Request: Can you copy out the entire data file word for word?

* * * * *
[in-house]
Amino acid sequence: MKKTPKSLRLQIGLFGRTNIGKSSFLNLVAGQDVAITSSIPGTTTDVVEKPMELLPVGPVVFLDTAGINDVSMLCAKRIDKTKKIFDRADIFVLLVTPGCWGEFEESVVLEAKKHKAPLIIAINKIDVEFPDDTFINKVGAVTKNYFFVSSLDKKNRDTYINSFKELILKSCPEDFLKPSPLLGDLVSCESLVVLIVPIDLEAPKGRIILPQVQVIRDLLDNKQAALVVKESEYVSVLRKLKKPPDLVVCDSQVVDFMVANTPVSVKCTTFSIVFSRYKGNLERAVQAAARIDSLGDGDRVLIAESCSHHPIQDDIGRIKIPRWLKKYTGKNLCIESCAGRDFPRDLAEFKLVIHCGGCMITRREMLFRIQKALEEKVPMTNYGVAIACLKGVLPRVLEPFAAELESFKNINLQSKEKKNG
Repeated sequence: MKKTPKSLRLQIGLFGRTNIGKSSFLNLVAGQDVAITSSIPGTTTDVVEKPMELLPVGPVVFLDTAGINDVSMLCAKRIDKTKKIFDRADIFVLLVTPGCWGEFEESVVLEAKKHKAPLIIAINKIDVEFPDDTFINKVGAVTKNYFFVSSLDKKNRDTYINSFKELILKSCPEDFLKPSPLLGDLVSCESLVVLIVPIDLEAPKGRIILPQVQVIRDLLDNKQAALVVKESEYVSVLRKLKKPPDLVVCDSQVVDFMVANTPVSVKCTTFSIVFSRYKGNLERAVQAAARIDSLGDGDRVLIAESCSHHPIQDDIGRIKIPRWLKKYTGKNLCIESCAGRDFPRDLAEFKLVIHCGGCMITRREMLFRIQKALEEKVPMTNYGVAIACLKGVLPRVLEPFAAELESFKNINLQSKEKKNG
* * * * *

[in-house]
Amino acid sequence: MKKTPKSLRLQIGLFGRTNIGKSSFLNLVAGQDVAITSSIPGTTTDVVEKPMELLPVGPVVFLDTAGINDVSMLCAKRIDKTKKIFDRADIFVLLVTPGCWGEFEESVVLEAKKHKAPLIIAINKIDVEFPDDTFINKVGAVTKNYFFVSSLDKKNRDTYINSFKELILKSCPEDFLKPSPLLGDLVSCESLVVLIVPIDLEAPKGRIILPQVQVIRDLLDNKQAALVVKESEYVSVLRKLKKPPDLVVCDSQVVDFMVANTPVSVKCTTFSIVFSRYKGNLERAVQAAARIDSLGDGDRVLIAESCSHHPIQDDIGRIKIPRWLKKYTGKNLCIESCAGRDFPRDLAEFKLVIHCGGCMITRREMLFRIQKALEEKVPMTNYGVAIACLKGVLPRVLEPFAAELESFKNINLQSKEKKNG
Repeated sequence: MKKTPKSLRLQIGLFGRTNIGKSSFLNLVAGQDVAITSSIPGTTTDVVEKPMELLPVGPVVFLDTAGINDVSMLCAKRIDKTKKIFDRADIFVLLVTPGCWGEFEESVVLEAKKHKAPLIIAINKIDVEFPDDTFINKVGAVTKNYFFVSSLDKKNRDTYINSFKELILKSCPEDFLKPSPLLGDLVSCESLVVLIVPIDLEAPKGRIILPQVQVIRDLLDNKQAALVVKESEYVSVLRKLKKPPDLVVCDSQVVDFMVANTPVSVKCTTFSIVFSRYKGNLERAVQAAARIDSLGDGDRVLIAESCSHHPIQDDIGRIKIPRWLKKYTGKNLCIESCAGRDFPRDLAEFKLVIHCGGCMITRREMLFRIQKALEEKVPMTNYGVAIACLKGVLPRVLEPFAAELESFKNINLQSKEKKNG